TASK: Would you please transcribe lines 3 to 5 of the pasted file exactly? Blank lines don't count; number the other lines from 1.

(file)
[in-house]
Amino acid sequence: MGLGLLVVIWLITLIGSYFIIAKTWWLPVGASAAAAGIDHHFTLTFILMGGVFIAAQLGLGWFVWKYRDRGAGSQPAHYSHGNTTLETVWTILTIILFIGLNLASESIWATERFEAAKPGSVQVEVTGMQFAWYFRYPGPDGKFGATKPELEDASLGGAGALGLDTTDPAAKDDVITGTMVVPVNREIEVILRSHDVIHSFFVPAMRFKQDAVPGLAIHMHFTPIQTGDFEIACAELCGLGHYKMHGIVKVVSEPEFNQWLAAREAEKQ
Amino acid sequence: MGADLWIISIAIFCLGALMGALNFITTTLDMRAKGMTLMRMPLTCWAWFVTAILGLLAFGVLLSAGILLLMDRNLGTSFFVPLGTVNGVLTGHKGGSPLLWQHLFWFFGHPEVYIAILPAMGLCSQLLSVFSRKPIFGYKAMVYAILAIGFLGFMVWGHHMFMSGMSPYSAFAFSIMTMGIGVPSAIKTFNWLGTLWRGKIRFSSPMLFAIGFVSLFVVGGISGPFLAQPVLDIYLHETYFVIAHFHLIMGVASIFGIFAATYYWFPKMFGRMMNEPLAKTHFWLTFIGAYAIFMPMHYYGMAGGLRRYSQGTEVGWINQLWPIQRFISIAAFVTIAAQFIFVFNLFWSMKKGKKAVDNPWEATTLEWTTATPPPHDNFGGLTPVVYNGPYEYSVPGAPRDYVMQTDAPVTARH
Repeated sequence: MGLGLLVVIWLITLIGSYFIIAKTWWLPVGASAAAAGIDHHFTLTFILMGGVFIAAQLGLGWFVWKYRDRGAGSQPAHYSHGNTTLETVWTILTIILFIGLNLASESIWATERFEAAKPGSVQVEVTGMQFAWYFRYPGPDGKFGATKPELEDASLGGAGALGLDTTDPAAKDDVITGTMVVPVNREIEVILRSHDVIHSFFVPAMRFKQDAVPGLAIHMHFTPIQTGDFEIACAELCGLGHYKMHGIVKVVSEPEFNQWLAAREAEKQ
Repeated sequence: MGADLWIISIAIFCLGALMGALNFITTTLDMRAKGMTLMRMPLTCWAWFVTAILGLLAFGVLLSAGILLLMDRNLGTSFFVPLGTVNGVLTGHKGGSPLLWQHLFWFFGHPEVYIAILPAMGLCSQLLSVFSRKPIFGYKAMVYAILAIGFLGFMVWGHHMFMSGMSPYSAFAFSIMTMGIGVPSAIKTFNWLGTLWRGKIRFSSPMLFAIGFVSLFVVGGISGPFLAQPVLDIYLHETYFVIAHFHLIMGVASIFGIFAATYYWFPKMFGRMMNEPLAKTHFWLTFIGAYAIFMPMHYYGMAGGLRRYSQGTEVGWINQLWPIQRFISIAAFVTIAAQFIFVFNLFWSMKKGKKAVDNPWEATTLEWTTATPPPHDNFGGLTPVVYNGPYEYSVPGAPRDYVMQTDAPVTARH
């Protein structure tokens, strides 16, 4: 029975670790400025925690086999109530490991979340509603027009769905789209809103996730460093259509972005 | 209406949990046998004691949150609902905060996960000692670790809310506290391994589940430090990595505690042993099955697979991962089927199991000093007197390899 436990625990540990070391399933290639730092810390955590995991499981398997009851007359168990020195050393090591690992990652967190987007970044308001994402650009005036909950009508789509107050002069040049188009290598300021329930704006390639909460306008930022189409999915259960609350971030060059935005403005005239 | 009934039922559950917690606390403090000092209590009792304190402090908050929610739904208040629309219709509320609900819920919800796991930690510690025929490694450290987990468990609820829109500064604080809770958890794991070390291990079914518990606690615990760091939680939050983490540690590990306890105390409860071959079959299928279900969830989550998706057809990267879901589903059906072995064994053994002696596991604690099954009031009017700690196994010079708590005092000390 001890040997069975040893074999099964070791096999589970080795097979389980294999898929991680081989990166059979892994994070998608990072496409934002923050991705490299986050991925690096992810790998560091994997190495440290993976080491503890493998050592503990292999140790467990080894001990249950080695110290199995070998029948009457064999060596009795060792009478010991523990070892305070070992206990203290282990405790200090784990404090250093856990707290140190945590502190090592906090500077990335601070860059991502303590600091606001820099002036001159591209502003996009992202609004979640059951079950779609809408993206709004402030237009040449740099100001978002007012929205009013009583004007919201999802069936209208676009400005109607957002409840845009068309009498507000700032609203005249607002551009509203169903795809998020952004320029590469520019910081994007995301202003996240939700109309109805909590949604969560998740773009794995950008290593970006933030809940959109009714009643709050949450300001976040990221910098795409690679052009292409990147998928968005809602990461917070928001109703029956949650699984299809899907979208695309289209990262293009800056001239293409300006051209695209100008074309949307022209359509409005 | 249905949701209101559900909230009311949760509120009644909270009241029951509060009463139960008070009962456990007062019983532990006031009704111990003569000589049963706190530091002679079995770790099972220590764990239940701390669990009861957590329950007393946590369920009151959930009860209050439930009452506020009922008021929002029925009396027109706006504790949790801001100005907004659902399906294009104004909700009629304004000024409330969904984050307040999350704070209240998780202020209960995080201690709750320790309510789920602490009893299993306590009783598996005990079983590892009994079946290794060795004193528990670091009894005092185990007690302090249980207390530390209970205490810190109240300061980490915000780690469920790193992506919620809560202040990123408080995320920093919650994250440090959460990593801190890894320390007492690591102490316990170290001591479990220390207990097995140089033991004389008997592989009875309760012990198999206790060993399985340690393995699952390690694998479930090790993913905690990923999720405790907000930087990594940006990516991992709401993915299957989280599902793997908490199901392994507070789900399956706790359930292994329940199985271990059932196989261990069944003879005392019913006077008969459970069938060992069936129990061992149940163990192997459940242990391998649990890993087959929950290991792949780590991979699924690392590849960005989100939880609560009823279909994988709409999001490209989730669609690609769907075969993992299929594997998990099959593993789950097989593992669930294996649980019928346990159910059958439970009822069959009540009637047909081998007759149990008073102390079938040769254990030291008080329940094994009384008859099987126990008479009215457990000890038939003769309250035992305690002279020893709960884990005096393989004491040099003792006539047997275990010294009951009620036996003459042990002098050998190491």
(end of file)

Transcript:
Amino acid sequence: MGADLWIISIAIFCLGALMGALNFITTTLDMRAKGMTLMRMPLTCWAWFVTAILGLLAFGVLLSAGILLLMDRNLGTSFFVPLGTVNGVLTGHKGGSPLLWQHLFWFFGHPEVYIAILPAMGLCSQLLSVFSRKPIFGYKAMVYAILAIGFLGFMVWGHHMFMSGMSPYSAFAFSIMTMGIGVPSAIKTFNWLGTLWRGKIRFSSPMLFAIGFVSLFVVGGISGPFLAQPVLDIYLHETYFVIAHFHLIMGVASIFGIFAATYYWFPKMFGRMMNEPLAKTHFWLTFIGAYAIFMPMHYYGMAGGLRRYSQGTEVGWINQLWPIQRFISIAAFVTIAAQFIFVFNLFWSMKKGKKAVDNPWEATTLEWTTATPPPHDNFGGLTPVVYNGPYEYSVPGAPRDYVMQTDAPVTARH
Repeated sequence: MGLGLLVVIWLITLIGSYFIIAKTWWLPVGASAAAAGIDHHFTLTFILMGGVFIAAQLGLGWFVWKYRDRGAGSQPAHYSHGNTTLETVWTILTIILFIGLNLASESIWATERFEAAKPGSVQVEVTGMQFAWYFRYPGPDGKFGATKPELEDASLGGAGALGLDTTDPAAKDDVITGTMVVPVNREIEVILRSHDVIHSFFVPAMRFKQDAVPGLAIHMHFTPIQTGDFEIACAELCGLGHYKMHGIVKVVSEPEFNQWLAAREAEKQ
Repeated sequence: MGADLWIISIAIFCLGALMGALNFITTTLDMRAKGMTLMRMPLTCWAWFVTAILGLLAFGVLLSAGILLLMDRNLGTSFFVPLGTVNGVLTGHKGGSPLLWQHLFWFFGHPEVYIAILPAMGLCSQLLSVFSRKPIFGYKAMVYAILAIGFLGFMVWGHHMFMSGMSPYSAFAFSIMTMGIGVPSAIKTFNWLGTLWRGKIRFSSPMLFAIGFVSLFVVGGISGPFLAQPVLDIYLHETYFVIAHFHLIMGVASIFGIFAATYYWFPKMFGRMMNEPLAKTHFWLTFIGAYAIFMPMHYYGMAGGLRRYSQGTEVGWINQLWPIQRFISIAAFVTIAAQFIFVFNLFWSMKKGKKAVDNPWEATTLEWTTATPPPHDNFGGLTPVVYNGPYEYSVPGAPRDYVMQTDAPVTARH